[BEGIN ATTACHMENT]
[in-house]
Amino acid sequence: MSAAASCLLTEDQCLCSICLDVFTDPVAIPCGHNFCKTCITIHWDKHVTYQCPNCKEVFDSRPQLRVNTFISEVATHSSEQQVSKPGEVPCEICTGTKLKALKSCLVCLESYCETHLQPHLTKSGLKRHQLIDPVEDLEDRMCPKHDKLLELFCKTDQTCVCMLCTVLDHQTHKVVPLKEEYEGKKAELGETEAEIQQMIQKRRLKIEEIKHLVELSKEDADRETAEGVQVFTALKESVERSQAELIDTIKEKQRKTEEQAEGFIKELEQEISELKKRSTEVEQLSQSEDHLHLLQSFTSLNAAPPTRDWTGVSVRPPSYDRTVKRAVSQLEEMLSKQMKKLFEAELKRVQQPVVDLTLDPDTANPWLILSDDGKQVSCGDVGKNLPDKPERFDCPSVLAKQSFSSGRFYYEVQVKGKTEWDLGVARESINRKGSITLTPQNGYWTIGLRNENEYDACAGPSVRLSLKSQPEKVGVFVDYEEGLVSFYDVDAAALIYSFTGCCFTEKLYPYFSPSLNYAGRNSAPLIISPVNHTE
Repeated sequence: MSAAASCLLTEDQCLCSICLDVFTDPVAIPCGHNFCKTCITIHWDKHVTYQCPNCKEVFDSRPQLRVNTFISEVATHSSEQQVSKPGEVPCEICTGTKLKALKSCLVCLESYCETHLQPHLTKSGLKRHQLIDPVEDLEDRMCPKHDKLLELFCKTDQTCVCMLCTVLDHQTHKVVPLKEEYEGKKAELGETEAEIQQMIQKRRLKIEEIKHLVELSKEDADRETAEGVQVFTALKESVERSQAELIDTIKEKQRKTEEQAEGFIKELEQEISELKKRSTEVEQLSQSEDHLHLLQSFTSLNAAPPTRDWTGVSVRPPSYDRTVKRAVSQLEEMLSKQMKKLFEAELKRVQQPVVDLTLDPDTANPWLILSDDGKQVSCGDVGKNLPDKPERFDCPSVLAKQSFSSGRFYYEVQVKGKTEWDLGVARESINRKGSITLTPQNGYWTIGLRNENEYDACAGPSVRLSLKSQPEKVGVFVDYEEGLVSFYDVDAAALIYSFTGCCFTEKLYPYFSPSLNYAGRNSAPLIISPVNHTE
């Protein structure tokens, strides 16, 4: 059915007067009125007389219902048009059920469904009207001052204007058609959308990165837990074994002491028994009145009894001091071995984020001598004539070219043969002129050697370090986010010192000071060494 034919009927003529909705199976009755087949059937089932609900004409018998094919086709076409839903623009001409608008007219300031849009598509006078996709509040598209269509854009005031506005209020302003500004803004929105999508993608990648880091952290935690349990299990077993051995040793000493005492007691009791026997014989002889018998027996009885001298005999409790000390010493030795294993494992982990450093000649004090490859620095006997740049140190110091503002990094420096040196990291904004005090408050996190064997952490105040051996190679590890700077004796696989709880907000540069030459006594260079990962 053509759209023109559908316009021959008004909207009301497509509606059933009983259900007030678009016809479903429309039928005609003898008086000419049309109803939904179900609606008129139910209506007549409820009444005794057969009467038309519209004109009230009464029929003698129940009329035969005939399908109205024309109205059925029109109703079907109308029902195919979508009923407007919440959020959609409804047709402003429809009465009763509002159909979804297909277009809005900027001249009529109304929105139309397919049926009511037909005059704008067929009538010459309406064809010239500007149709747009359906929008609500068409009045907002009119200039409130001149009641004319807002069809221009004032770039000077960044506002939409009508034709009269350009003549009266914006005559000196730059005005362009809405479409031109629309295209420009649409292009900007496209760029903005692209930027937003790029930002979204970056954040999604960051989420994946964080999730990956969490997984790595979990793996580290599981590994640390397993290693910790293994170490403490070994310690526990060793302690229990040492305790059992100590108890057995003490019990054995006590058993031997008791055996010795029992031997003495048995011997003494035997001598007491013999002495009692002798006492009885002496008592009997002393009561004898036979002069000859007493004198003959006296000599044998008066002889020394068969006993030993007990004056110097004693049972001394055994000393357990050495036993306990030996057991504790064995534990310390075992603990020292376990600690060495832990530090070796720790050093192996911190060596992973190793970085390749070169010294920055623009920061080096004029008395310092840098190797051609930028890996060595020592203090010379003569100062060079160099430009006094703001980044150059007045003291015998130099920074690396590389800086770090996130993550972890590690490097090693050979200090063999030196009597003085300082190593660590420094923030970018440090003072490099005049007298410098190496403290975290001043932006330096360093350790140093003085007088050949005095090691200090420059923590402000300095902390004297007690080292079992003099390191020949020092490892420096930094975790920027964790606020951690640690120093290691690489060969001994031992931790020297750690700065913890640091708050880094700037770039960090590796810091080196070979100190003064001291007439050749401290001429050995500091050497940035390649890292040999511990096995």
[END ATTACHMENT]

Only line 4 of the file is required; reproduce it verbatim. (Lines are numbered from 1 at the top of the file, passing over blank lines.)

């Protein structure tokens, strides 16, 4: 059915007067009125007389219902048009059920469904009207001052204007058609959308990165837990074994002491028994009145009894001091071995984020001598004539070219043969002129050697370090986010010192000071060494 034919009927003529909705199976009755087949059937089932609900004409018998094919086709076409839903623009001409608008007219300031849009598509006078996709509040598209269509854009005031506005209020302003500004803004929105999508993608990648880091952290935690349990299990077993051995040793000493005492007691009791026997014989002889018998027996009885001298005999409790000390010493030795294993494992982990450093000649004090490859620095006997740049140190110091503002990094420096040196990291904004005090408050996190064997952490105040051996190679590890700077004796696989709880907000540069030459006594260079990962 053509759209023109559908316009021959008004909207009301497509509606059933009983259900007030678009016809479903429309039928005609003898008086000419049309109803939904179900609606008129139910209506007549409820009444005794057969009467038309519209004109009230009464029929003698129940009329035969005939399908109205024309109205059925029109109703079907109308029902195919979508009923407007919440959020959609409804047709402003429809009465009763509002159909979804297909277009809005900027001249009529109304929105139309397919049926009511037909005059704008067929009538010459309406064809010239500007149709747009359906929008609500068409009045907002009119200039409130001149009641004319807002069809221009004032770039000077960044506002939409009508034709009269350009003549009266914006005559000196730059005005362009809405479409031109629309295209420009649409292009900007496209760029903005692209930027937003790029930002979204970056954040999604960051989420994946964080999730990956969490997984790595979990793996580290599981590994640390397993290693910790293994170490403490070994310690526990060793302690229990040492305790059992100590108890057995003490019990054995006590058993031997008791055996010795029992031997003495048995011997003494035997001598007491013999002495009692002798006492009885002496008592009997002393009561004898036979002069000859007493004198003959006296000599044998008066002889020394068969006993030993007990004056110097004693049972001394055994000393357990050495036993306990030996057991504790064995534990310390075992603990020292376990600690060495832990530090070796720790050093192996911190060596992973190793970085390749070169010294920055623009920061080096004029008395310092840098190797051609930028890996060595020592203090010379003569100062060079160099430009006094703001980044150059007045003291015998130099920074690396590389800086770090996130993550972890590690490097090693050979200090063999030196009597003085300082190593660590420094923030970018440090003072490099005049007298410098190496403290975290001043932006330096360093350790140093003085007088050949005095090691200090420059923590402000300095902390004297007690080292079992003099390191020949020092490892420096930094975790920027964790606020951690640690120093290691690489060969001994031992931790020297750690700065913890640091708050880094700037770039960090590796810091080196070979100190003064001291007439050749401290001429050995500091050497940035390649890292040999511990096995």